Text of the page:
Another character was secretly in the employ of a group of assassins and had a target on the island. The other players didn’t know about this but could accidentally ruin the assassin’s chances of success by interfering with the target. In a perfect example of the kind of intertwined branching objectives that can emerge, one character might follow a plotline that makes them reliant on the survival of the assassination target in order to leave the island, while the assassin has been promised safe passage if he carries out the job. The respective players might not be aware that they’re locked into contradictory objectives but when they do become aware, they can either decide to work together for the greater good, or apply metaphorical (and perhaps real) knives to backs.

In the scenario I played, the four characters in the party had been shipwrecked and were trying to escape from an island. One of the two humans in the group was of noble birth and was a native of the settlement on the island, a place now divided along racial and economic lines. Original Sin 2 still has much of the silliness that helped its predecessor to stand out from the crowd – Pet Pal, the Dr Doolittle skill, is in glorious form during a conversation with an unhappily pampered dog – but there’s a serious bite to the world. Racism, class warfare and fear of Source magic and those marked by it all play a part in the situations that arise during our party’s attempts to leave the island.

Source magic is the one common element shared by our characters. They all channel it and, indeed, the meeting place for every character, no matter what their origin, is a prison in which they were to be purged of their abilities. This would leave them hollowed out, effectively lobotomised. Their escape places them in a predicament – when they meet characters who know of them, due to their chosen origin story, their Source abilities may be exposed. I chose to have one character lie, convincing people that she’d been freed because her apparent Source affinity had been a false alarm. It’s also possible to threaten, boast and charm. Dialogue choices, as well as actions, might lead to new tags being applied to your character, opening up new NPC reactions and options during conversations.

It’s exactly what I wanted from a sequel, building on the anything-goes nature of its predecessor with a narrative system that should produce controlled chaos similar to the elemental accidents and combinations that drive combat. There are whole sets of new behaviours that plug into the competitive party elements, including the ability to steal an item and then drop it in another player’s inventory. Inform a guard that you’ve seen that player’s character acting suspiciously and the alert status of the area rises in relation to that player alone. Next stop, a ‘random’ bag search, and either a fight, a bribe or a trip to jail.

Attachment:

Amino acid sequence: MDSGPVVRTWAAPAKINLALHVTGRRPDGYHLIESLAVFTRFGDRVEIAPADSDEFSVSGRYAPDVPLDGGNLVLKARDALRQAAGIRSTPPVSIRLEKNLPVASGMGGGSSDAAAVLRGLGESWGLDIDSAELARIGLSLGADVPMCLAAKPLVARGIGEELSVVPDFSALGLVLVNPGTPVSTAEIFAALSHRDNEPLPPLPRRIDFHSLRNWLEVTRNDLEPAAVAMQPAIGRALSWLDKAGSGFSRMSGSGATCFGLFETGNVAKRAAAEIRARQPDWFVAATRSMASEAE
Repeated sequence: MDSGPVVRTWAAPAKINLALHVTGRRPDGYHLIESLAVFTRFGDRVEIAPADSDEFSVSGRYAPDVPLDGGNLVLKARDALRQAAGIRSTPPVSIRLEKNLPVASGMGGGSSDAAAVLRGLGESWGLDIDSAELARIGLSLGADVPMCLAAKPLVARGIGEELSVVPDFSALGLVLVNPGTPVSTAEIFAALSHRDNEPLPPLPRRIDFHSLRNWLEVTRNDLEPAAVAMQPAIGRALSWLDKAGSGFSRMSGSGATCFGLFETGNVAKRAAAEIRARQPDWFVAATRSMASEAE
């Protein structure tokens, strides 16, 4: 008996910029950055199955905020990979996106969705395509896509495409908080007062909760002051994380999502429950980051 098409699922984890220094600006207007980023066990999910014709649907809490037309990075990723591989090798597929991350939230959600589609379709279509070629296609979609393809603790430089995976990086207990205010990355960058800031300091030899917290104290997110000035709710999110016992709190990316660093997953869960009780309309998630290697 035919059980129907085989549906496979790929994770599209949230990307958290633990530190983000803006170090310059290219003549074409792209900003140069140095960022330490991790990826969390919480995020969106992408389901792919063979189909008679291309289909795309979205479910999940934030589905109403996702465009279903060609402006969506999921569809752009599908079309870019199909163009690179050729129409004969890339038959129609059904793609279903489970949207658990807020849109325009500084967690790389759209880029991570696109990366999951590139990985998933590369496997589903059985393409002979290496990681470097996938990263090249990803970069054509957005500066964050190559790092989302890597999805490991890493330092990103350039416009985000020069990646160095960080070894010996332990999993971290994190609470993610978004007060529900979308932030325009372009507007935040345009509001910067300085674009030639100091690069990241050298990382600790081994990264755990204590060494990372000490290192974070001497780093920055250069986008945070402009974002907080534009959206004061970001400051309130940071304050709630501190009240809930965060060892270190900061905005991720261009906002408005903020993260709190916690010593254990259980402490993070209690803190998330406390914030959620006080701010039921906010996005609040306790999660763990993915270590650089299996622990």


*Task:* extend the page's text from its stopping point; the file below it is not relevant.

Creativity is encouraged at every turn. Combine the new flexible crafting system with the ability to plant or gift items and you’ll soon be providing your so-called allies with shiny red healing potions…that are actually bottles of poison with a dash of red dye added into the mix. There’s a great deal of scope for murder between friends and Vincke says the possibility of constant grief and griefing will be countered in two ways. First of all, this isn’t an MMO. It’s a game for up to four people and those people will likely know each other and want to have fun. Sometimes the fun will involve murdering one another in sneaky ways but the penalties for intra-party slaughter will be slight. And that brings in the second point – characters who die will resurrect at the most recent waypoint they visited. There will be some penalty but the details of that will come later, when the world is complete and balancing begins in earnest.

What Larian are aiming for with Original Sin 2 is remarkable; an enormous RPG that adds four possible player-centred layers of systemically driven narrative on top of all of the complexities that were already in place in the previous game. Constructing a world that can support this kind of competitive and cooperative narrative is daunting, in terms of both design and workload (the amount of dialogue required just for the location in the early build is astonishing). If it all comes together, it could have many of the qualities of a social tabletop roleplaying experience with the benefits of a complex set of mechanics that begins with the finely tuned turn-based combat and runs right through to the tangle of overlapping objectives that make up the narrative.

The major challenges for Original Sin 2 might well relate to directing the player experience. Will the game effectively promote cooperation as the solution to major conflicts without placing artificial limits and brakes in place at key points? Will the singleplayer experience benefit from many of the new features? The building blocks are already in place and the strengths of Original Sin have been amplified. Vincke says every situation in Original Sin 2 has “N+1 solutions”. Fail at every turn of the script and kill everyone who might have been able to help, and you’ll find an escape route as you scrape the bottom of the barrel. That’s the heart of Original Sin – for every problem, a thousand solutions. Larian know how to construct compelling situations that make use of their existing design and if they can master these new narrative systems as well, Original Sin 2 will be another triumph.

We’ll have more coverage early next week, including thoughts on the Kickstarter campaign and the challenges ahead.